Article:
London Interbank Offered Rate (LIBOR)
Mar 20th, 2019
DATE: March 20, 2019
TO: Chief Executive Officer of the Institution Addressed
FROM: Candace Franks, Bank Commissioner
SUBJECT: London Interbank Offered Rate (LIBOR)
As you may recall, in my comments provided at the 2018 Day With the Bank Commissioner, I referenced the recent industry discussions around the London Interbank Offered Rate (LIBOR) and I would like to provide you with additional information related to this topic.
The widely used reference rate known as the London Interbank Offered Rate (LIBOR) is scheduled to go out of existence. The banks that serve on the panel providing the inputs to LIBOR have agreed to support the reference rate only until the end of 2021. Financial institutions should be preparing for this event well in advance of that date.
The Alternative Reference Rates Committee (ARRC) has been meeting since November 2014 to identify a set of alternative US dollar reference rates that are based on transactions from a more robust underlying market than LIBOR. In June 2017, the ARRC identified the Secured Overnight Financing Rate (SOFR), which the Federal Reserve Bank of New York publishes in cooperation with the U.S. Office of Financial Research, as the reference rate that represents best practice for use in certain new US dollar derivatives and other financial contracts. Financial institutions may select any reference rate for use, regulators are not mandating the use of SOFR or any other rate.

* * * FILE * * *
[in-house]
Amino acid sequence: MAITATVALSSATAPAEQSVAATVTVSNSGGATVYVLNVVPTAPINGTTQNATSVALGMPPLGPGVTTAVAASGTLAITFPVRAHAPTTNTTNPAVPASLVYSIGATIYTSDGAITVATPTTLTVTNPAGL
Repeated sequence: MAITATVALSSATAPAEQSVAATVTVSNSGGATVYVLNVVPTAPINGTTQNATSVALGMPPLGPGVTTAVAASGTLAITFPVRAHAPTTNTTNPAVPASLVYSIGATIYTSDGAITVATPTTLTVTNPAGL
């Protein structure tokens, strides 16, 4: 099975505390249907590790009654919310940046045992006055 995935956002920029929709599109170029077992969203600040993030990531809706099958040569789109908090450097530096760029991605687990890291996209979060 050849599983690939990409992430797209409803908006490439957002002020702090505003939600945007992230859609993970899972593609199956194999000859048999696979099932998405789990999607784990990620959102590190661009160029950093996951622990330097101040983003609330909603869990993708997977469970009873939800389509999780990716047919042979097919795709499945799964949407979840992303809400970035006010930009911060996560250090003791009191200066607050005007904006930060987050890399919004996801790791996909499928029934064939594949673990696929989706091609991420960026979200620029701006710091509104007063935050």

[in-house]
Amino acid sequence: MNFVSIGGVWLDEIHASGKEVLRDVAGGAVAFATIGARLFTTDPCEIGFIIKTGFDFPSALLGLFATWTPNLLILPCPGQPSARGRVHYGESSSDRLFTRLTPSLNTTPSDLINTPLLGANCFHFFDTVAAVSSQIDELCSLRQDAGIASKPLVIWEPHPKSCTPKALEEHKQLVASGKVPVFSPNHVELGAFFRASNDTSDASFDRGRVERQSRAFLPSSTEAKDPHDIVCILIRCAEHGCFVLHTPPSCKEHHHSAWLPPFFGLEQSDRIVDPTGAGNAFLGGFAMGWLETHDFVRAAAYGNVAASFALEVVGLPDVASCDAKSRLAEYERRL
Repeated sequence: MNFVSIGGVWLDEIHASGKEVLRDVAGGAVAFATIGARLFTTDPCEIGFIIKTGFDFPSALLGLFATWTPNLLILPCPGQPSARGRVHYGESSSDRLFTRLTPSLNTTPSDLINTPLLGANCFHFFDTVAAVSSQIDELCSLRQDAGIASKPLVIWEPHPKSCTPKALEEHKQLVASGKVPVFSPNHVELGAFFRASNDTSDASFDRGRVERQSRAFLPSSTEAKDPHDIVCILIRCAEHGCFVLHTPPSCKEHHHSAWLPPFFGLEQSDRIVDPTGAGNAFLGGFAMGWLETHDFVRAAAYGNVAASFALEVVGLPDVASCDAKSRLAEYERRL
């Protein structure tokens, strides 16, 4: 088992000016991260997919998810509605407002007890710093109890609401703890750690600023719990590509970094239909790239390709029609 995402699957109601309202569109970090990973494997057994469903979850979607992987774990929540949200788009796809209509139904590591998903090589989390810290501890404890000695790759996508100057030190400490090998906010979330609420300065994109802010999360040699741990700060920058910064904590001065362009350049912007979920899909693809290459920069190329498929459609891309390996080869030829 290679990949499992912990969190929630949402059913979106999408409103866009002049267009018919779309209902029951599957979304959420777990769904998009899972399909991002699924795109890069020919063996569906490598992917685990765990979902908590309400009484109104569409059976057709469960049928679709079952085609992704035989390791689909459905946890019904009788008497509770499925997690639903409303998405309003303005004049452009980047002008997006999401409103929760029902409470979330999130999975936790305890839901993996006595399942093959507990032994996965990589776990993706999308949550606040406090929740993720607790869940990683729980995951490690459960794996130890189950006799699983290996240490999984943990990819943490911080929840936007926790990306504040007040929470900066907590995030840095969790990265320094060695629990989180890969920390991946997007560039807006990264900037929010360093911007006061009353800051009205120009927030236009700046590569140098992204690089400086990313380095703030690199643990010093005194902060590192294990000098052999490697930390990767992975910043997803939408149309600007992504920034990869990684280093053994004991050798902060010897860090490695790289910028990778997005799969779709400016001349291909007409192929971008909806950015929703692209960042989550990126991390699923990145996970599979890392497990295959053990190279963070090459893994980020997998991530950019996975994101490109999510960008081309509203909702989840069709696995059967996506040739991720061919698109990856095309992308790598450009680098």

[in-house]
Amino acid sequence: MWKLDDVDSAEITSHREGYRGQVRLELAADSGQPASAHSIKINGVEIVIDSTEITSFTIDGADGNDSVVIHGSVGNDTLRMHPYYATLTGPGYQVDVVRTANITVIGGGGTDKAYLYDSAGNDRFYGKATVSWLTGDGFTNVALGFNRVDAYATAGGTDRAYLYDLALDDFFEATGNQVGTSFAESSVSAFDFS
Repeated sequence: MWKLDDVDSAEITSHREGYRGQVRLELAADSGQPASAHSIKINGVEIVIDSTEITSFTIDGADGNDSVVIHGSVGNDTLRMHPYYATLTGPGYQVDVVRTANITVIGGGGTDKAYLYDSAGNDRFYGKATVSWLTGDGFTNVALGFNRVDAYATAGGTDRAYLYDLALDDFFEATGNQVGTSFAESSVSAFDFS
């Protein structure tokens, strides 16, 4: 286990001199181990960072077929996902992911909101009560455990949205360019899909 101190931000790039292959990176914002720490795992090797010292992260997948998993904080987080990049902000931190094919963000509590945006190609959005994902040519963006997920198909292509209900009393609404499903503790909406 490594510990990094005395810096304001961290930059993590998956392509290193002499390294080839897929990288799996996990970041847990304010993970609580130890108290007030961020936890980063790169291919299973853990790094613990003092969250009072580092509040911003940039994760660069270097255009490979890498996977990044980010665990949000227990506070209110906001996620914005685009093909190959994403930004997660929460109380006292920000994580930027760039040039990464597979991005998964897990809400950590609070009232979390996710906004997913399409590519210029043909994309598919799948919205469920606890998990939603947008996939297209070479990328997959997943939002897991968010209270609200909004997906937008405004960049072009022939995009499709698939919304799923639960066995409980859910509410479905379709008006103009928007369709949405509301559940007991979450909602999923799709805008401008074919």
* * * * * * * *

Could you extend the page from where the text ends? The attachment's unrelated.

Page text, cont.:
Participants in many cash markets using LIBOR as a reference rate are now actively seeking to mitigate their risks both by seeking more robust contract language and considering transitioning away from LIBOR to a new reference rate.
Financial institutions are encouraged to begin taking risk management actions now to manage the transition from LIBOR:
1. Identify all on-balance sheet and off-balance sheet references to LIBOR.
2. Determine which items will continue to exist beyond 2021 and ensure that their documentation includes appropriate fallback language for when LIBOR no longer exists.
3. Work with counterparties to amend the necessary documentation.
4. Develop disclosures for affected customers
Please contact this office if you have any questions about managing the transition. To date, the federal regulatory agencies have not issued supervisory guidance on this topic. The web site of the ARRC (www.newyorkfed.org/arrc) is an excellent source of the latest information on developments. The FFIEC hosted an industry webinar in December that provides background information. The archived presentation can be viewed by registering at https://www.webcaster4.com/Webcast/Page/583/28297.